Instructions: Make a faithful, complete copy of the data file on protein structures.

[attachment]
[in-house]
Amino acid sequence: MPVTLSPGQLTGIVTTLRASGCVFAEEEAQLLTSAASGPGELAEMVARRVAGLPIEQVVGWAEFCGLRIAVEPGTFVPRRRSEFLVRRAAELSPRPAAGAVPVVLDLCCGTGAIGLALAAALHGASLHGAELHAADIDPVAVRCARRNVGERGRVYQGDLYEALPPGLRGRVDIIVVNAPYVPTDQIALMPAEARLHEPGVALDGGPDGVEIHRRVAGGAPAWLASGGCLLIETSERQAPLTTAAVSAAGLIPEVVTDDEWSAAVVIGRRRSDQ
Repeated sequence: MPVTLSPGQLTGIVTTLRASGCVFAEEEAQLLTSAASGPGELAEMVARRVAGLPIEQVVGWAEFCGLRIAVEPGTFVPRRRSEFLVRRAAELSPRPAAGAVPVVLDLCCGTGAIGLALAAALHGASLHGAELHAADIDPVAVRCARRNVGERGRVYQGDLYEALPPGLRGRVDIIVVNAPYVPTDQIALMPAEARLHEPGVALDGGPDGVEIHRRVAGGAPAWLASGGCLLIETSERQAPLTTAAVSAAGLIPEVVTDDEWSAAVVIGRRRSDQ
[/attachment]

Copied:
[in-house]
Amino acid sequence: MPVTLSPGQLTGIVTTLRASGCVFAEEEAQLLTSAASGPGELAEMVARRVAGLPIEQVVGWAEFCGLRIAVEPGTFVPRRRSEFLVRRAAELSPRPAAGAVPVVLDLCCGTGAIGLALAAALHGASLHGAELHAADIDPVAVRCARRNVGERGRVYQGDLYEALPPGLRGRVDIIVVNAPYVPTDQIALMPAEARLHEPGVALDGGPDGVEIHRRVAGGAPAWLASGGCLLIETSERQAPLTTAAVSAAGLIPEVVTDDEWSAAVVIGRRRSDQ
Repeated sequence: MPVTLSPGQLTGIVTTLRASGCVFAEEEAQLLTSAASGPGELAEMVARRVAGLPIEQVVGWAEFCGLRIAVEPGTFVPRRRSEFLVRRAAELSPRPAAGAVPVVLDLCCGTGAIGLALAAALHGASLHGAELHAADIDPVAVRCARRNVGERGRVYQGDLYEALPPGLRGRVDIIVVNAPYVPTDQIALMPAEARLHEPGVALDGGPDGVEIHRRVAGGAPAWLASGGCLLIETSERQAPLTTAAVSAAGLIPEVVTDDEWSAAVVIGRRRSDQ